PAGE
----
As a few of you may already know from the Science meets Society “interview” with me (from SMS’s published German version that is), Sascha Vongehr has finally left the postdoctoral limbo and entered the assistant professor position limbo at one of the best universities that the new international leader in science and technology has to offer, being also basically the leader here in my field of nanotechnology: Nanjing University (precisely same workplace as described before). Tenure track is what I am told this effectively is, and such it is for any Chinese, because socialism cares about people having stable jobs, however, as a foreigner I have of course a more fragile position (does not matter how much the university likes me if the visa officer has reason to kick me out).
Officially, I am now an assistant research fellow, at least I think it is, or perhaps not, that depends on how you translate the official term 副研究员, but it is on the same level as assistant professor in the university hierarchy - just more research instead of teaching classes. I do not really care about any of this title stuff and what it may mean; what counts is that the deal could hardly be any sweeter in terms of both, academic freedom and the reasons for why I got this position, which as far as I am concerned could not prove my scientific reputation any better. First about the reasons:
I did and do not teach, so it is not a “look we have a foreigner and teach courses in English” kind of ‘white-meat’-deal (which are sadly plenty in China). I never apply for grants, so it is none of this “the guy brings us heaps of money” crap that nowadays corrupts academia. I do not even help with the English language; in fact, I refuse all requests of improving English anywhere if I am not directly involved in the research, my usual reply often being something like “Sorry, me German, English so so badly, why not ask the guys from Pakistan next door, they are native English speakers”. Hey – stop laughing, that isn’t telling no untruths now or is it? I am truly puzzled how my answer evokes a disgusted angry look sometimes.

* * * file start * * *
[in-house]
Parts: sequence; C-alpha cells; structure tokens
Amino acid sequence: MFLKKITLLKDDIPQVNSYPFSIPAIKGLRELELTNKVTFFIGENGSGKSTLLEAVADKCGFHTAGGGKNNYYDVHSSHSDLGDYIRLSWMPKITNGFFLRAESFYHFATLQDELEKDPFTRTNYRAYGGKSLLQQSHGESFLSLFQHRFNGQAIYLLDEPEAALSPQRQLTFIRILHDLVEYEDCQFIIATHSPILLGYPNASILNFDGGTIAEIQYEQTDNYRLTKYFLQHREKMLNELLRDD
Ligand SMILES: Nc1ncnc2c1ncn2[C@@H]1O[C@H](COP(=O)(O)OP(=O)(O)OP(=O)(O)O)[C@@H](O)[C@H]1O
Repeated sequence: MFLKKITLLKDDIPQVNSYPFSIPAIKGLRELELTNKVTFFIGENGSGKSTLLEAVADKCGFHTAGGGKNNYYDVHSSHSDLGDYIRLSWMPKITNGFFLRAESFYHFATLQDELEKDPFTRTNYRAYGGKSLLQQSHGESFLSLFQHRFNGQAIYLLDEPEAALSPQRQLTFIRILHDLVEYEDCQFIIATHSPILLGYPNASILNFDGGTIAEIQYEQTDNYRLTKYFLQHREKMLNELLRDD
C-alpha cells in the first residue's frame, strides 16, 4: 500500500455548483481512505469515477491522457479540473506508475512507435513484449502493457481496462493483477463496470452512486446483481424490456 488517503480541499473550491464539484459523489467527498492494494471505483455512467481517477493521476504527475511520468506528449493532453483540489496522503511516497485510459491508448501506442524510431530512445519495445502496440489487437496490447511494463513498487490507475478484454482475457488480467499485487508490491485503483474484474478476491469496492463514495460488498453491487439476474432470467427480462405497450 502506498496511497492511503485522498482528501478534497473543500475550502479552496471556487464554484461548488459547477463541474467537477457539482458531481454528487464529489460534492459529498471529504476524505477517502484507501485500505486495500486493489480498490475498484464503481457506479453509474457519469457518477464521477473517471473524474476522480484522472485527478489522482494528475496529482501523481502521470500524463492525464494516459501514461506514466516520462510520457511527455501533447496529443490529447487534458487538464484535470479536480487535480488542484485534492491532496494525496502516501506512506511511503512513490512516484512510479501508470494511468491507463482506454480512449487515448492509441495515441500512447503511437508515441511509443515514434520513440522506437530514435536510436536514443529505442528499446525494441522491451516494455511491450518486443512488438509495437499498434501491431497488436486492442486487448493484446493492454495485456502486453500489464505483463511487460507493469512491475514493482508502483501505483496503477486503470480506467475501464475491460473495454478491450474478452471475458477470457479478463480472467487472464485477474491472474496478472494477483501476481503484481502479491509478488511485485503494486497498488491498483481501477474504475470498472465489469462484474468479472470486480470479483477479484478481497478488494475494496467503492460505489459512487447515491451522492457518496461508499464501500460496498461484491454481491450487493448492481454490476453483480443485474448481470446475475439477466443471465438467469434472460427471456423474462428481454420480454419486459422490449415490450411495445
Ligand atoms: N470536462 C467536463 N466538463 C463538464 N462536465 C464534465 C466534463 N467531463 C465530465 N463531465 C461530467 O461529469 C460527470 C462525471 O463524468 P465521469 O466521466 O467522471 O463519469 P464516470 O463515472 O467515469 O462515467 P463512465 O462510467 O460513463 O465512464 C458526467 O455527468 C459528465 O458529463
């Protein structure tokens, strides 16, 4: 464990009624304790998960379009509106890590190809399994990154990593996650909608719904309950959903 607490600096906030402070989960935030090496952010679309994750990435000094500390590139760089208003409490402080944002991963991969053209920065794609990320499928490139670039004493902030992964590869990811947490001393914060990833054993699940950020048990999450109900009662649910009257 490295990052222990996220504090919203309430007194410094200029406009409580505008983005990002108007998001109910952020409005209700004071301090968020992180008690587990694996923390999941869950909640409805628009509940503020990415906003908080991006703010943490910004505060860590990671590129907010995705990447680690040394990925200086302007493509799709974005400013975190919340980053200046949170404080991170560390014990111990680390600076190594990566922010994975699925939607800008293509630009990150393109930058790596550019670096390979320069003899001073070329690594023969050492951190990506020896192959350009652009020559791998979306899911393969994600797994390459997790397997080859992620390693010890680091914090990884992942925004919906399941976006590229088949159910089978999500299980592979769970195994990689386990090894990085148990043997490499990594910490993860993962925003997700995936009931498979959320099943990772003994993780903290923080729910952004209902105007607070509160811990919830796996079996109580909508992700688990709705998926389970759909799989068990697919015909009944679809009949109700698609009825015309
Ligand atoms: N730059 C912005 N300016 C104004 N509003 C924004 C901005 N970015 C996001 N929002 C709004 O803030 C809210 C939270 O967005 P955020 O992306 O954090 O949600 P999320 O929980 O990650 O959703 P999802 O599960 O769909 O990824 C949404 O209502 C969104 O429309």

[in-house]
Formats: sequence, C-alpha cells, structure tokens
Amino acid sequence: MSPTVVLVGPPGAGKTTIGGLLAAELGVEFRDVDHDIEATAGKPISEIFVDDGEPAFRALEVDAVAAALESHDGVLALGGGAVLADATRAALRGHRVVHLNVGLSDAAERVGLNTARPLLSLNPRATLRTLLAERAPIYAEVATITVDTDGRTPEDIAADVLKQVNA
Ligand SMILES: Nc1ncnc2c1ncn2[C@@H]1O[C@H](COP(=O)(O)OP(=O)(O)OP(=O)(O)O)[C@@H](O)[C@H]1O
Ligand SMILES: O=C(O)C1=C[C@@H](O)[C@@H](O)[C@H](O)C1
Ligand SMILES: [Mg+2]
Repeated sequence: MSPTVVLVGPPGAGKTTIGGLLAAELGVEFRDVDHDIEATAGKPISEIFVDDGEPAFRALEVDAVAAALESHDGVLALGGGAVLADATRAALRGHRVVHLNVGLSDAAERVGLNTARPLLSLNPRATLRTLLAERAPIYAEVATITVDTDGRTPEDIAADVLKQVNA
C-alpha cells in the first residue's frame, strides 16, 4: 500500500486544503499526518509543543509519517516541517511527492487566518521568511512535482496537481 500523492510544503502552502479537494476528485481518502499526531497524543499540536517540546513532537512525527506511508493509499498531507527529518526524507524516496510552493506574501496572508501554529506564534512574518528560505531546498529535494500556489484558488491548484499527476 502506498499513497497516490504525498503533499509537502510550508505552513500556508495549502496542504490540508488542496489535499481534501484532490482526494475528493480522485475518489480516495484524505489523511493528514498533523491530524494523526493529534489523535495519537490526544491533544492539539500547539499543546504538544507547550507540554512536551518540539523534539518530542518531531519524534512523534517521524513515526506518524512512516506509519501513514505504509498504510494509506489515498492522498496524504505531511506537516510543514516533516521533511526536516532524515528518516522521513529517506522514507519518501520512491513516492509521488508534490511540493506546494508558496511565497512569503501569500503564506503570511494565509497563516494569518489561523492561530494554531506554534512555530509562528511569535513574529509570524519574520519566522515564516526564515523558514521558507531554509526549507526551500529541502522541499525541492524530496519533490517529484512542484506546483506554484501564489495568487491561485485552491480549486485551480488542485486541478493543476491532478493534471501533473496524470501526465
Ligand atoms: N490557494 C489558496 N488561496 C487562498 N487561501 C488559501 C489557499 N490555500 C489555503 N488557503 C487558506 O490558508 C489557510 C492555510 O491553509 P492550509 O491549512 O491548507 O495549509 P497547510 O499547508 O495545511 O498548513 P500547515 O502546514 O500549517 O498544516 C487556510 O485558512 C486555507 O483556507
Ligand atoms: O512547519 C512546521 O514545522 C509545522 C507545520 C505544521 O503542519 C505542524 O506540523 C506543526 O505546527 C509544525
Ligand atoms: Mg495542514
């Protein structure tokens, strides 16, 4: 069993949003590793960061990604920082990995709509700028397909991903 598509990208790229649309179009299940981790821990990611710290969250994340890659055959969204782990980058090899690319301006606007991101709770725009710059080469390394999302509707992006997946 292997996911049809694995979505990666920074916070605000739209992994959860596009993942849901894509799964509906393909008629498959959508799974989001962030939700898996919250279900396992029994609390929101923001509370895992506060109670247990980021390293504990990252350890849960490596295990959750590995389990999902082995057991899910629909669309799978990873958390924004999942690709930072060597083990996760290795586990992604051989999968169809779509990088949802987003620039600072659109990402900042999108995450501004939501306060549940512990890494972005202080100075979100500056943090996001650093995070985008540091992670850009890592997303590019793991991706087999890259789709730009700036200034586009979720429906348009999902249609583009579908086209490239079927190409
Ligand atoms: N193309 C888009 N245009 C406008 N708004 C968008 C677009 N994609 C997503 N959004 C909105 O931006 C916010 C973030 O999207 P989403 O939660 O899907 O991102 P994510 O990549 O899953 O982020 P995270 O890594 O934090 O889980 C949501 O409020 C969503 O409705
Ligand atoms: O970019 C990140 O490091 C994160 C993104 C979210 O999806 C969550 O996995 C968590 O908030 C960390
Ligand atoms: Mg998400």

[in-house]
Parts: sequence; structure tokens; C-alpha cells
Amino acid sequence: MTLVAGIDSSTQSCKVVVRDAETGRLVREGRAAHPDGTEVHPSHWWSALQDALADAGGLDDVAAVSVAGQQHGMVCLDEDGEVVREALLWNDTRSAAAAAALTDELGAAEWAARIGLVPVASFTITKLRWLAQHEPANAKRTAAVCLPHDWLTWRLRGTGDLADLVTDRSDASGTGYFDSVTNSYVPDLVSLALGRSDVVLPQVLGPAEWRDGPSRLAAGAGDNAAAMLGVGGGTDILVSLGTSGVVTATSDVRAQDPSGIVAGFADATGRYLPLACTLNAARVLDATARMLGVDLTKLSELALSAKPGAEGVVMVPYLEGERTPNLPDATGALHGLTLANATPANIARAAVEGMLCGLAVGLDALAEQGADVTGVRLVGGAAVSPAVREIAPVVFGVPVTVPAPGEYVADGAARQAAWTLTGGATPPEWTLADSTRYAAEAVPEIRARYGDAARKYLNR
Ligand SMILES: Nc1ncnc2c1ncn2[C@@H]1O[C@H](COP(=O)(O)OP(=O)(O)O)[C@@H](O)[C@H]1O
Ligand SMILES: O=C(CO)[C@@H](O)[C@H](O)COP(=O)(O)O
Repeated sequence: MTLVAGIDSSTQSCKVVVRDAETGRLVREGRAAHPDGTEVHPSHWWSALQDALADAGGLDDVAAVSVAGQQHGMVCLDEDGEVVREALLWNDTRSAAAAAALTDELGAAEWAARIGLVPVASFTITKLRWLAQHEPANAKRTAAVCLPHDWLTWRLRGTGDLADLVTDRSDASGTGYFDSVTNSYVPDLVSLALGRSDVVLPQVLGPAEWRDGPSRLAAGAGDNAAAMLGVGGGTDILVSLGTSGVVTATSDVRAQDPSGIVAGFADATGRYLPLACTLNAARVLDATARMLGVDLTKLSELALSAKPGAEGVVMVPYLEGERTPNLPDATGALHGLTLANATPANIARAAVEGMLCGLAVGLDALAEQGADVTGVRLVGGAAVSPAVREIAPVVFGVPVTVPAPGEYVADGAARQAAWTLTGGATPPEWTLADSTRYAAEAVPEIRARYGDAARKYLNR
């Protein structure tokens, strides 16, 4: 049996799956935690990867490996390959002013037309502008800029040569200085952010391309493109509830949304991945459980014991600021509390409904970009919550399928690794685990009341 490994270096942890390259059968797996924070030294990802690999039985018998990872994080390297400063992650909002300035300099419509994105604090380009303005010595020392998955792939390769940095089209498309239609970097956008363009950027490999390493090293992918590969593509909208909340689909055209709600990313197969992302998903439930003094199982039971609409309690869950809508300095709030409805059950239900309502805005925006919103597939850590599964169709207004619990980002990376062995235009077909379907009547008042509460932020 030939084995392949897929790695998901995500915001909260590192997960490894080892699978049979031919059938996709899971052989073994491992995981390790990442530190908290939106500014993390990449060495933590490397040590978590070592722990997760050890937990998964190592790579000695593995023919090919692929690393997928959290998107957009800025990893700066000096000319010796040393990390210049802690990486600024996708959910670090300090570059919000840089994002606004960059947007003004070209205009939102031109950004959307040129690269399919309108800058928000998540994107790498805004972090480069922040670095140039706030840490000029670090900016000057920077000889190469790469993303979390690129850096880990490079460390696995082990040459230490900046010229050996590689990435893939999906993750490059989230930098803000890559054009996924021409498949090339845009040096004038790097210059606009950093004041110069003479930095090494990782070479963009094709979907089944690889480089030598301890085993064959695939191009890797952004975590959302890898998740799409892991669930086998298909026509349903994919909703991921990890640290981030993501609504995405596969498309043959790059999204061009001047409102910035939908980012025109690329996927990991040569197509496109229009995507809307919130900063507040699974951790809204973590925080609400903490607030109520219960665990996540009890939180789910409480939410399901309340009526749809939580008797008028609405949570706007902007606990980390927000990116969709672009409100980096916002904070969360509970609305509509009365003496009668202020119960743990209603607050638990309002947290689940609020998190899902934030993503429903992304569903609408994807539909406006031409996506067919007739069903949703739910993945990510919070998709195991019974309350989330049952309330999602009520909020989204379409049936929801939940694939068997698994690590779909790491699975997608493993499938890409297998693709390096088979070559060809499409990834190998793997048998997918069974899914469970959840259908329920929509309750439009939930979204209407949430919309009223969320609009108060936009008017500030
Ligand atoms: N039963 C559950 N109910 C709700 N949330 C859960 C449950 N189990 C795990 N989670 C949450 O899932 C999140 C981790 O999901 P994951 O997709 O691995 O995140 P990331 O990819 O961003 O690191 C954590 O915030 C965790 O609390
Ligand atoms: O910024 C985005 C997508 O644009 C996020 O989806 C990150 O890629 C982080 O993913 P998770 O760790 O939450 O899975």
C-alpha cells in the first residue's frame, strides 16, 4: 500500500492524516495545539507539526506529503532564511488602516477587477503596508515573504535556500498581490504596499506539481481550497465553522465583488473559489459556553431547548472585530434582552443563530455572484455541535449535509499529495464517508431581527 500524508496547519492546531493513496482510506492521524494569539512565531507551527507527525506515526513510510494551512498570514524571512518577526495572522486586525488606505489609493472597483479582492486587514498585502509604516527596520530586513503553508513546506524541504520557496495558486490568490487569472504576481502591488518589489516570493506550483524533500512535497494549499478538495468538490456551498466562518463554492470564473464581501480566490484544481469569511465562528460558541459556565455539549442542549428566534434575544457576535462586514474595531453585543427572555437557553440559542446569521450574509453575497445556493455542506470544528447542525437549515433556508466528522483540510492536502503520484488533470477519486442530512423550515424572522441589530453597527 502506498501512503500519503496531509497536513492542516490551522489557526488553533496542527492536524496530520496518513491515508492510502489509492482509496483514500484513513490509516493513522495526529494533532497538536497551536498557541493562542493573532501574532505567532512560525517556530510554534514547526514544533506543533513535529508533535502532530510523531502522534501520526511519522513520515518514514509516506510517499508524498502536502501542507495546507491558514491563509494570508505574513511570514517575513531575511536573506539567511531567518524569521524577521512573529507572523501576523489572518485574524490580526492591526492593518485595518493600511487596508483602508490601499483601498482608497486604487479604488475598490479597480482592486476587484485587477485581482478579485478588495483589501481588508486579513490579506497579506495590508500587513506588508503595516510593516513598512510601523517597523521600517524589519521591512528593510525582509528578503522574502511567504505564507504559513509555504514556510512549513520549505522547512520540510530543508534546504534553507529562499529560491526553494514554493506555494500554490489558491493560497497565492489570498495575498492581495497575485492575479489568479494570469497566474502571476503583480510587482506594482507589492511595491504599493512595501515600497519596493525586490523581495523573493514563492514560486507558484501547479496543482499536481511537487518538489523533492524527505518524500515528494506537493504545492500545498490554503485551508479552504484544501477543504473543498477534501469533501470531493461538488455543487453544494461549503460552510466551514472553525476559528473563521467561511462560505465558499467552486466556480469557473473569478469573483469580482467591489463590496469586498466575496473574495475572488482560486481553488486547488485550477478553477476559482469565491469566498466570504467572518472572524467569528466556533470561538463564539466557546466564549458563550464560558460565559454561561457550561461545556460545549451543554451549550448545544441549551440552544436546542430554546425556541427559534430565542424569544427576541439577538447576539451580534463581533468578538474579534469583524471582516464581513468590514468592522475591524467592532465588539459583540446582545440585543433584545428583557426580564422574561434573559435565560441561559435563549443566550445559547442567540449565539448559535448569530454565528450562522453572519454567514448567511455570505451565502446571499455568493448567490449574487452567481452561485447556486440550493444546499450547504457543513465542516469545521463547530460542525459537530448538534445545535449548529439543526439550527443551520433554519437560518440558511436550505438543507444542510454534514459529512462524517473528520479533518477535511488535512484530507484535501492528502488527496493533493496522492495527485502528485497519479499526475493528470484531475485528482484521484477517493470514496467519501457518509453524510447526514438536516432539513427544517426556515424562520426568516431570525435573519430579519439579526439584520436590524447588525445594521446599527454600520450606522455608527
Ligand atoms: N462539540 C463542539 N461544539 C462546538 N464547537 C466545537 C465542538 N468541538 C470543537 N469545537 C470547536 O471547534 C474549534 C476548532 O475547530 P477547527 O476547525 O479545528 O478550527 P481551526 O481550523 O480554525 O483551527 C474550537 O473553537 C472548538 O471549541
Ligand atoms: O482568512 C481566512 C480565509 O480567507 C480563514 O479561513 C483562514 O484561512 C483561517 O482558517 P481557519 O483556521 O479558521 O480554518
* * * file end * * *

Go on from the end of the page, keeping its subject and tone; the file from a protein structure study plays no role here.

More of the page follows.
The reason for getting the position cannot possibly be my publication record, which is usually the most important criterion, since due to my whistle blowing activities and critical writings (and by now also due to having this Science2.0 column by the way), all of my better papers are rejected by even just medium impact factor journals (see more on my being more and more censored here).
The reason for me getting this position is pure science. Those that collaborated with me over the last four years do not want to see me go, not one step, as they know hands on what I have to offer. I know an amazingly large heap of science by now after doing little more but studying for more than 20 years and I can think scientifically like few others, period. I helped to get over twenty articles published, my name appearing often third like that of somebody who happened to hang around at the pizza parties, but those responsible know that many of the projects would not have succeeded without me sitting down and ripping them apart, which is actually what I usually do.
I am seldom involved in the initial stages of projects, which are mostly toiled at while I am pondering quantum totality or consciousness. These days, my contribution usually starts at the paper-draft stage, when most results are already in and an explanation has perhaps already been attempted. That is where I come in, a secret weapon, and a devastatingly destructive one mostly, which at times turns a jumble of contradictory observations into a semi-coherent image plus a list of what still needs to be done.
And this brings us to why the new position is such a sweet deal in terms of academic freedom: Since it worked well for four years, my role is to precisely keep doing what I was doing! And that is marvelous, because what I was mainly doing is unpalatable quantum relativity consciousness stuff and much worse philosophy still, hardly ever to do with nanotechnology, and if related, mostly critical and thus unpublishable in today's peer-review mess. Eat my shorts all you ivory tower careerists busy writing grant applications in between preparing for conferences and giving lectures to students who couldn’t care less, forever fearing to say some wrong words to the wrong guy and lose citations.
People have warned me that with my attitude, I will be exterminated from academia and science already ten years ago. But roaches are hard to kill. Sure, they will exterminate me eventually; the more insightful I become, the more people will try to axe me, but for now, ...